I’m well aware that the term contrapuntal is reserved almost exclusively for the field of music. It describes two tunes or melodies which are played at the same time, fighting against each other. To oversimplify it, it is as if you are playing “Mary had a little lamb” with your left hand on a piano and Beethoven’s “Fifth Symphony” theme with your right hand. It might make for an interesting composition, but the fact is that the two melodies are competing against each other. To some, it might be jarring. Others might think it to be clever.
Well, I want to take the concept of contrapuntal to another whole level. I want to apply it to the realm of American politics, 2013. That probably doesn’t surprise you, but some might be intrigued how I’m going to make the word work for me in this conversation.
The inspiration for this idea came from listening to the rather terse dialogue that took place yesterday in the Republican Party. Senator Ted Cruz, Republican of Texas, had just finished his nearly 24 hour harangue in the Senate. Some called it a filibuster, but it didn’t really fit the definition. There was a prescribed ending to the period of time he could speak, and it wasn’t really aimed at ending a piece of legislation that was on the floor. He was hoping to influence his fellow Republicans to refuse to allow funding for Obamacare to continue if there was to be an approval of the increase in the federal debt and indebtedness. Both are on the line. The Republican-led House of Representatives had already approved legislation doing exactly what Cruz wanted, and now it was being considered for a vote in the Senate.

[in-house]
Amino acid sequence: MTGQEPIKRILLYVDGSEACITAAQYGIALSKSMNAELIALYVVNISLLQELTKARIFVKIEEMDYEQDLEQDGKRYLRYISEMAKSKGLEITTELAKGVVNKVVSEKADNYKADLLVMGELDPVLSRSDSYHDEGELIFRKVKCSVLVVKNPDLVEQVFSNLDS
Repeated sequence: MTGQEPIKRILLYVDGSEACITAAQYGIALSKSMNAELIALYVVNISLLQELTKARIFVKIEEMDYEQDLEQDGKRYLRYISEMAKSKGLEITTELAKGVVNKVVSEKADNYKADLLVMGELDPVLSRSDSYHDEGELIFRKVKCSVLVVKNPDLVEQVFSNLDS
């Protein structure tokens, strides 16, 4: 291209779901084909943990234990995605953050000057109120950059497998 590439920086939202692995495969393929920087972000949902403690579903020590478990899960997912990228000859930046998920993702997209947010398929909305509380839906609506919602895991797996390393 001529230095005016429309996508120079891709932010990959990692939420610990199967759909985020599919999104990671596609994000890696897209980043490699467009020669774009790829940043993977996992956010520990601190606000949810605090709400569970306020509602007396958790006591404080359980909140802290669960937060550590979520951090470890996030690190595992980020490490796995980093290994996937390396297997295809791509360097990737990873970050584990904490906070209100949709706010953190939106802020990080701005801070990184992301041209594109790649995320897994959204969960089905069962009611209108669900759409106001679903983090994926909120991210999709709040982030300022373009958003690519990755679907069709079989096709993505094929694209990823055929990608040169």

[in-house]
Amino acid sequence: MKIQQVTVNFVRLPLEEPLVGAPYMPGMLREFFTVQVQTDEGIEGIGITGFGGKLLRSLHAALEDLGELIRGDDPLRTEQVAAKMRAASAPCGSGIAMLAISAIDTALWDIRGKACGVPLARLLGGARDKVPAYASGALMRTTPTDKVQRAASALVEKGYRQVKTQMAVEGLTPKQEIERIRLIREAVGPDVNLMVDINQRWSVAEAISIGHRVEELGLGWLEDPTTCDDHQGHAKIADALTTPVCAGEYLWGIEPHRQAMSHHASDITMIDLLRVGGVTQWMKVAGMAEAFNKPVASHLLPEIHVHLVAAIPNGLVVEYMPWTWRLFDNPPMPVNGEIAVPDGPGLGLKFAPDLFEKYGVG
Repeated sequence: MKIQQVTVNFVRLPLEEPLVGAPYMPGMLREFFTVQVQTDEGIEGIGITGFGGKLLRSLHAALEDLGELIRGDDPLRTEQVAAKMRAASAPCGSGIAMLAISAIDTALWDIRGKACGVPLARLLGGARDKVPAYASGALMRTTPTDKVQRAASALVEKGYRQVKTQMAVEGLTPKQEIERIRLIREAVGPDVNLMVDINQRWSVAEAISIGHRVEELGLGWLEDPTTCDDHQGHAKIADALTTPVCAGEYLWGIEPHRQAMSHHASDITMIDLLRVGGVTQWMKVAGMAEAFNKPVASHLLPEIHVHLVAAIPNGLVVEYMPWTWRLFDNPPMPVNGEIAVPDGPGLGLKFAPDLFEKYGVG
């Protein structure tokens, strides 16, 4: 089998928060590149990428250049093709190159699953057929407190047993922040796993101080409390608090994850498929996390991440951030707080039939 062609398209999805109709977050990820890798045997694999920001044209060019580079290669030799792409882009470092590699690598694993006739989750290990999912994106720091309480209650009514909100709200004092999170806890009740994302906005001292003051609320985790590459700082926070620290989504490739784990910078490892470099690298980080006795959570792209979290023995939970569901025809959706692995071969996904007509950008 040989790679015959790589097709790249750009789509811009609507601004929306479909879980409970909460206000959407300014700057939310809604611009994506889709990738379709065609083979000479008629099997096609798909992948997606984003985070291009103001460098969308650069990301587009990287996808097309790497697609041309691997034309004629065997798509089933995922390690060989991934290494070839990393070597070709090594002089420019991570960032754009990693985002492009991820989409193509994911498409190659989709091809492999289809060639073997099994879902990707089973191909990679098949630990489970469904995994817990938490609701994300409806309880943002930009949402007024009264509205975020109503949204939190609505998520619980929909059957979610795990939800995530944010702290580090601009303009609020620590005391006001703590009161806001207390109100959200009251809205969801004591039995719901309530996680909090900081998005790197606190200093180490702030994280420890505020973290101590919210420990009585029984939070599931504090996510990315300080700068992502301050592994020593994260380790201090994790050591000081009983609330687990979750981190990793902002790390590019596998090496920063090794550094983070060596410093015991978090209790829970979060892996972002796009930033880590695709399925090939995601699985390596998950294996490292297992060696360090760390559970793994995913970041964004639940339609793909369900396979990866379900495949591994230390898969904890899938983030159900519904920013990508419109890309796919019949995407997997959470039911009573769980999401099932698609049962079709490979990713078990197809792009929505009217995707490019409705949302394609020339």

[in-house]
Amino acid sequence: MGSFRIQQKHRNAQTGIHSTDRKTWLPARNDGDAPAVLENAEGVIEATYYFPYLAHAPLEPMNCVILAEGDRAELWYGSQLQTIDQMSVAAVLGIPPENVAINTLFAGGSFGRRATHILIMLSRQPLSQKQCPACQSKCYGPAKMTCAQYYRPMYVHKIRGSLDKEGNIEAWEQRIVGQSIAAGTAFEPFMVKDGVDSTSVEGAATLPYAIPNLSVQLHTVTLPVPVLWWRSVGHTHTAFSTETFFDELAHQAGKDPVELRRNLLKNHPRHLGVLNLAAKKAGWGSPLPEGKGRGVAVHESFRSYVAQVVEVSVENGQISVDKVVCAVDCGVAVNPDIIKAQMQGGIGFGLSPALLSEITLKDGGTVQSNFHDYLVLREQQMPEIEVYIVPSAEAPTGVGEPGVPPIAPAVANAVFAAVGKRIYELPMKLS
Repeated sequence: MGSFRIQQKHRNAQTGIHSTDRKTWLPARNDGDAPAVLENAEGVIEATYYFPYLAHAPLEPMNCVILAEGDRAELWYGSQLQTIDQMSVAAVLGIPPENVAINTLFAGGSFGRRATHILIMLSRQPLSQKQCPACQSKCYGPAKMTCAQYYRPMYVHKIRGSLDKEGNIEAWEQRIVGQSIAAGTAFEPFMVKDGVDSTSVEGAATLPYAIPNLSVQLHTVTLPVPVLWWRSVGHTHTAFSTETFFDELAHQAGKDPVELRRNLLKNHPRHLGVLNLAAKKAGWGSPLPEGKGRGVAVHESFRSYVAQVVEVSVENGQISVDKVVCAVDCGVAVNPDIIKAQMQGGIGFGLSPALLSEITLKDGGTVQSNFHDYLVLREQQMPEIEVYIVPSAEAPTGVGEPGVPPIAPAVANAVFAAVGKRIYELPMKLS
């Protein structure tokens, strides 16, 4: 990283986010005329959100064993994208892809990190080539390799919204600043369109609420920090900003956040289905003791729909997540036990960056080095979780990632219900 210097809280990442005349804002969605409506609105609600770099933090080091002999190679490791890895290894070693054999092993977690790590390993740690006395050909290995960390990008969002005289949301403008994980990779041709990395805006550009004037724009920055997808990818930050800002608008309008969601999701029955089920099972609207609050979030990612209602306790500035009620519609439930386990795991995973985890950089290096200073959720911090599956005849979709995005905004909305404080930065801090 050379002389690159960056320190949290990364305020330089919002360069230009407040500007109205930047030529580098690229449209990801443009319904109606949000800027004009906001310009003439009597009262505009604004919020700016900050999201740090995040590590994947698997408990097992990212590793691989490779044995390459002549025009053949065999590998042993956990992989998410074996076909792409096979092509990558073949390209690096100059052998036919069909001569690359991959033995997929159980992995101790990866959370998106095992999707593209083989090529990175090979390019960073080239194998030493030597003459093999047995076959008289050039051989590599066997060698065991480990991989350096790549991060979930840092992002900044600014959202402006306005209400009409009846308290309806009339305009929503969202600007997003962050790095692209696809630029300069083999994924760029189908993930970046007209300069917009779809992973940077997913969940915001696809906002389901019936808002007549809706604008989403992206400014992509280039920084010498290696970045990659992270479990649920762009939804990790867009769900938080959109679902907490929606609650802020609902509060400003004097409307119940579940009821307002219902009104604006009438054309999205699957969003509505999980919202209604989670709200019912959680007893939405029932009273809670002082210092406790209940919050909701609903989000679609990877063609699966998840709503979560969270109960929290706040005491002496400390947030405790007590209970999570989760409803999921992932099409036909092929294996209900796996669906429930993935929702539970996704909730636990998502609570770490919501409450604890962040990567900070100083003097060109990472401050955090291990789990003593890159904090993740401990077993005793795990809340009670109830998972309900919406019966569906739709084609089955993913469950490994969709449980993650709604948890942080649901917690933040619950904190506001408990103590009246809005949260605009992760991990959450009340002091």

Everyone knew that the Democrats in the Senate would not allow this to happen. And President Obama had alread said that if such legislation came to his desk he would veto it.
But the reactions from Cruz’s fellow Republicans was not anticipated…at least not in its volatility. Leaders of the party spoke out against Cruz and even some of his more conservative colleagues denounced his harrange. Some found it embarrassing; others found it irrelevant.
I found it to be contrapuntal.
The Republicans have a party line, and yes, for most of them the issue of rescinding Obamacare is on the list. But the idea of fussing with the debt incrase or the budget…at least in this way…was not on their agenda. There is a great concern among Republicans that if they push too hard on these issues it will affect their plan for the 2014 elections. If there is ever a chance for Republican agenda items to reach fulfillment, it requires a successful 2014 election. Too much animosity (such as there has been for several years!) will paint the Republicans in a bad light.
Listening to the national news last night was like a contrapuntal piece of music being played. It caused the listener to bounce back and forth between Senator Cruz and his detractors. On one hand there were some claiming that Cruz was setting himself up for a 2016 presidential bid. On the other there were some (including powerful Republicans) who were including language like “fool” and “clown” in their commentary. It didn’t sound much like an endorsement for the presidency.
I like this use of the word contrapuntal. It describes the situation in a way that one can really get the picture of what was happening. I’m sure I’m not the first to use the word in this capacity. But it felt like an original thought to me. I like that feeling.
BPhoto Credit: Coveyclip